Bikrant Shrestha

Established in the mid 2008, Silence Entertainment has already put its mark in the Nepali local scene. Organizing their yearly ‘Silence Festival’ the event has become popular among the youths of our country. The second edition of the event will take place on October 15 at the Jawalakhel Football ground. By opening up our scene to bands like Vader, Silence Entertainment has revolutionized the local scene today. We got a chance to take a brief interview with the founder/owner of ‘Silence Entertainment’, Mr. Bikrant Shrestha.

How and when did the idea of establishing ‘Silence Entertainment’ come to your mind?

Actually, Silence entertainment came to my mind around 2005, when I was still in Europe and was involved in a band. As being around in a musical scenario, I met lots of musicians and people in music business, who helped me in establishing our silence entertainment. My vision was and still is to improvise something different in the entertainment sector. SILENCE, which visualizes on maximum creativity, has come a long way to describe the virtue of entertainment in a whole different aspect.

How is it doing?

So far so good.

How is the response of the people it is directed at?

The response so far has been very good. You will see the difference in couple of years. Everything takes time and every good thing happens over time not overnight.

Why did you choose to invest so much in this field?

We haven’t invested so much in this field. What we have done is, analyzed and prepared a long term investment in order to bring the best performances all the way.

How has silence entertainment managed to get hold of bands like Vader, for the Silence Festival?

There are lots of band in hold of Silence Entertainment. We have many international bands that we hold on as an official booking agent for the Asian region. We are glad that we have Vader this year playing at the festival. Helmut from Switzerland, Innerguilt from Lebanon and mighty GUIDO WYSS.

How significant is the Silence festival for the local scene?          

Very significant. We are trying to bring the best of the both world by bringing local and international bands together in the same stage at the same day, which I believe has never happened before. Every good local bands will get the opportunity to play at the festival. We only promote original bands and no cover. So, yes, get ready for the next year’s Silence Festival. I want more bands to come on the stage.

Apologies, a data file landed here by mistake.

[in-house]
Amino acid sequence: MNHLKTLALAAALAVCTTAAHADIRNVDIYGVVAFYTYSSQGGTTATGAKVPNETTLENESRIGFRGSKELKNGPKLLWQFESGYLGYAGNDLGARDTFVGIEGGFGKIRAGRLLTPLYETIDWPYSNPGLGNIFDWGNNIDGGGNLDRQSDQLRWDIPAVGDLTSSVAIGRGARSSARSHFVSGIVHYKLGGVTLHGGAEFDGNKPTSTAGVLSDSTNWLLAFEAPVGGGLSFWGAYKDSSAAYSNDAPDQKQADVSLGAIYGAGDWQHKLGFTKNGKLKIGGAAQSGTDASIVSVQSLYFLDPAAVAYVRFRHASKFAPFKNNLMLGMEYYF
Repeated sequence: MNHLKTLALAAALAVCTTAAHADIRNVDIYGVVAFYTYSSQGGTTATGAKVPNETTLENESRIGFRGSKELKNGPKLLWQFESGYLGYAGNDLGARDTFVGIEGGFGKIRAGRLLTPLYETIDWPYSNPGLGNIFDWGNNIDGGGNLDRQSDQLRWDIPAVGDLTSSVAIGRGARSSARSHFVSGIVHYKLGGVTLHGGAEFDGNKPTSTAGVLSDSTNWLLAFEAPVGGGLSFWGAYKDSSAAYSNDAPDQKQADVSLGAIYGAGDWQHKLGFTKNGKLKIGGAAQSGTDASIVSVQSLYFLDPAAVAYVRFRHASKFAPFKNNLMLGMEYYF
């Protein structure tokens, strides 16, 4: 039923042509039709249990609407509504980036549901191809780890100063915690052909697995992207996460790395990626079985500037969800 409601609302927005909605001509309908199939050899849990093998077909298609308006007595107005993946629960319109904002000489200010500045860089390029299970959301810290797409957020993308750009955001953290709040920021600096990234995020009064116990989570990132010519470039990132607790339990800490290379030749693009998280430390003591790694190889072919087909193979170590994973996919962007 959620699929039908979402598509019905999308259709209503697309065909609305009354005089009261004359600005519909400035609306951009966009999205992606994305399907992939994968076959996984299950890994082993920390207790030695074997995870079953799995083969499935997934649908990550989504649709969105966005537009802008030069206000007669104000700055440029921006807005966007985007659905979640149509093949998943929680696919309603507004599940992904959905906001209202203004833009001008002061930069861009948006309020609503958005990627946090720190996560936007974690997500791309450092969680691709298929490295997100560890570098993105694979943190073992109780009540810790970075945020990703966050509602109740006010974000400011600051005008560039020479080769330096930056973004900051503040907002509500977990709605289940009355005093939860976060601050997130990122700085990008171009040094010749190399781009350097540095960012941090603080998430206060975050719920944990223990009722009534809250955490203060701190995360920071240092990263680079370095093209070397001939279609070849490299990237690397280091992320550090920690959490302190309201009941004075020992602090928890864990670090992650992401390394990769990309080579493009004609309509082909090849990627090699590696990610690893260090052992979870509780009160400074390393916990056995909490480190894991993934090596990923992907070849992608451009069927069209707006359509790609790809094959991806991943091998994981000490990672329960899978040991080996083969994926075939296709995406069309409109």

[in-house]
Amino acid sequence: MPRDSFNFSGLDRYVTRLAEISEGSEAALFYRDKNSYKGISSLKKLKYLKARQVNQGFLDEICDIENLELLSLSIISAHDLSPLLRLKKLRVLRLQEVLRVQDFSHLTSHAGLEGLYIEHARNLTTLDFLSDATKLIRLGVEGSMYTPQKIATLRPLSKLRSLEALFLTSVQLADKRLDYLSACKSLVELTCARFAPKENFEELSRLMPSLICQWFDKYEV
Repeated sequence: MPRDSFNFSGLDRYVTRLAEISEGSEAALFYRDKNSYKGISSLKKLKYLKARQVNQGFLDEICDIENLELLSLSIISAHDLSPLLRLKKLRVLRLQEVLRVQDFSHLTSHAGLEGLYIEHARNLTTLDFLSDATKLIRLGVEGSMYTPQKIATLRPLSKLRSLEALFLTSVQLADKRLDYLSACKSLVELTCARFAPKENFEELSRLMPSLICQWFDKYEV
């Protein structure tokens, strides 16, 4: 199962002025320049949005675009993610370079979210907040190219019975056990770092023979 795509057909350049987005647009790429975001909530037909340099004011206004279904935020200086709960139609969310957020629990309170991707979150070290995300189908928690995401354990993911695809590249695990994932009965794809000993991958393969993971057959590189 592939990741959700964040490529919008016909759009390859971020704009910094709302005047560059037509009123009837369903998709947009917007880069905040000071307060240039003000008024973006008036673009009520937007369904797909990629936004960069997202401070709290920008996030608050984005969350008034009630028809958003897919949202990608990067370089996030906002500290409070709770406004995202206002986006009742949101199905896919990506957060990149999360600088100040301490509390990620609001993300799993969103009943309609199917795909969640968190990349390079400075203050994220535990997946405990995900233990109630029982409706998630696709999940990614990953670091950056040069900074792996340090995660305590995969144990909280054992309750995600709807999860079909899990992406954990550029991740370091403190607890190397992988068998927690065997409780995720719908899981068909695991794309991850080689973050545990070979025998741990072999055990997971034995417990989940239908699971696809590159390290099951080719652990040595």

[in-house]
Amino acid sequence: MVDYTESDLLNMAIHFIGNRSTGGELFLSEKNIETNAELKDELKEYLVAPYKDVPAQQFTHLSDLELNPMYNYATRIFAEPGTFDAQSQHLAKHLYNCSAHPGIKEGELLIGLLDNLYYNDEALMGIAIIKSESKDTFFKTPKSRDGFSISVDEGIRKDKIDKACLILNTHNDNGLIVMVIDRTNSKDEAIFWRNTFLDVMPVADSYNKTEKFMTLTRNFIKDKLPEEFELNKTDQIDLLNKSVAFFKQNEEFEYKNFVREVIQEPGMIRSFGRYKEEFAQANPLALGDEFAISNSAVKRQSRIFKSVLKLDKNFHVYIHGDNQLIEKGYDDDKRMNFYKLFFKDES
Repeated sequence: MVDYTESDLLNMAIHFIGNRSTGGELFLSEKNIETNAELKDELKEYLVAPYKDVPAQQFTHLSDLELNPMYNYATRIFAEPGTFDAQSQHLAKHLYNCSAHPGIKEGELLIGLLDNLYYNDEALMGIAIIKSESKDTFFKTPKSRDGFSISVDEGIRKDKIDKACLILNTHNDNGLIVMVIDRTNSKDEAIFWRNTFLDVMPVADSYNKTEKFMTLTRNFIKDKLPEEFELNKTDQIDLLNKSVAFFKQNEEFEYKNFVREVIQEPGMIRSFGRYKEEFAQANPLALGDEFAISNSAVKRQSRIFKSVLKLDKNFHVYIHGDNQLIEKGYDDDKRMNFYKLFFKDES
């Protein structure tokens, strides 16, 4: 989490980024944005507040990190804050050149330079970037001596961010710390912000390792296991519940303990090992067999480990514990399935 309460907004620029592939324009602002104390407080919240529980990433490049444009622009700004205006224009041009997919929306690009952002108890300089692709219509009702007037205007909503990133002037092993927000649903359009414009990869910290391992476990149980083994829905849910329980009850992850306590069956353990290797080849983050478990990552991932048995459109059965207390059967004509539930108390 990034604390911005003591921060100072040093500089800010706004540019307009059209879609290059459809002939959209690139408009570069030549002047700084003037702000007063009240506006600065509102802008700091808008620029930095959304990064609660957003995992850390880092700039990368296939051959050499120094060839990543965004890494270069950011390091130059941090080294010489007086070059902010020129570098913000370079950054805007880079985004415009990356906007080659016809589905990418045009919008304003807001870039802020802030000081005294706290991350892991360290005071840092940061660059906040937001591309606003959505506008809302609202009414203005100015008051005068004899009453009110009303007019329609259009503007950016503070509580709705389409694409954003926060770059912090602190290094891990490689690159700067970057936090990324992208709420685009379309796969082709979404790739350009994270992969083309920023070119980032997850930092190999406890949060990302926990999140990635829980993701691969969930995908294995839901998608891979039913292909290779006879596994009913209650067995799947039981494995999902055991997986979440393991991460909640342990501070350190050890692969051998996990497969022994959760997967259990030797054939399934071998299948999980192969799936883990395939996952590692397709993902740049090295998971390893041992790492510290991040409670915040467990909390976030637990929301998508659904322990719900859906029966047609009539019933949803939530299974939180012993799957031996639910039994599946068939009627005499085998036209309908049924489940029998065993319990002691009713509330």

Tell us a little bit about ‘Tone Music Store’.

TONE MUSIC STORE- one of a kind music store in Nepal, bringing only the good and affordable instruments. We not only sell instruments but also conduct workshops, clinics and lots of different musical sessions. One of the great Swedish guitar players ‘Mattias Eklundh, is coming here this 31st October at Tone music store to demonstrate his way of playing. We are also the official agent for LANEY Amplification that Silence Entertainment has recently launched in Nepal.

Do you have any plans of expansion?

Yeah, there are lots of plans of expansion. We will let you know when time comes.

You’re engaged in a band called ‘Underside’, tell us a little bit about the band.

UNDERSIDE is a modern Rock N’ Roll metal band with complete originality and completely crazy. We are playing at the silence festival this year, so stay tuned. We will also soon be releasing our EP and we will probably be playing at the festival ‘Boulevard des jeunes’ in Morocco next year and probably couple of dates in Europe. We have a facebook page where you get the other information about the band.

What are your future plans?

There are many but not to reveal, yet (Laughs)

Is there anything you would like to say at the end?

No yesterdays are ever wasted for those who give themselves today. One day at a time.


Telling Stories : Kesang Tseten

Film Southasia is an organization which has been supporting and showcasing Southasian documentaries since 1997. The Film Southasia festival is held every two years where the best documentaries of the region are screened. The eighth edition of the fest is to be held from 29th September to 2nd October 2011, here in Kathmandu. ‘Saving Dolma’ a documentary from Kesang Tseten is one of the 36 films participating in this year’s festival.

Kesang Tseten is a filmmaker based in Kathmandu and has been making documentaries for more than a decade now. The award winning writer and director has made documentaries like Saving Dolma, We Homes Chaps, In Search of the Riyal, We Corner People, Lepchas of Sikkim, Listen to the Wind, Frames of War and Machhendranath.


We Homes Chaps was featured in Film Southasia’2001 and now ‘Saving Dolma’ is     participating in Film Southasia’ 2011. As a nonfictional filmmaker what sort of challenges did you face over the last decade in this genre of filmmaking?

Kesang Tseten: So were, ‘In Search of the Riyal’ and ‘We Corner People’.  The biggest challenge is the filmmaking itself: how to find the right treatment for the particular subject that means knowing what and how to film, and how to edit, in the shaping of a film. The subject is different each time, with its own discussion, your own understanding and feelings about it, so how to find the film, to tell the story, is the challenge that returns each time.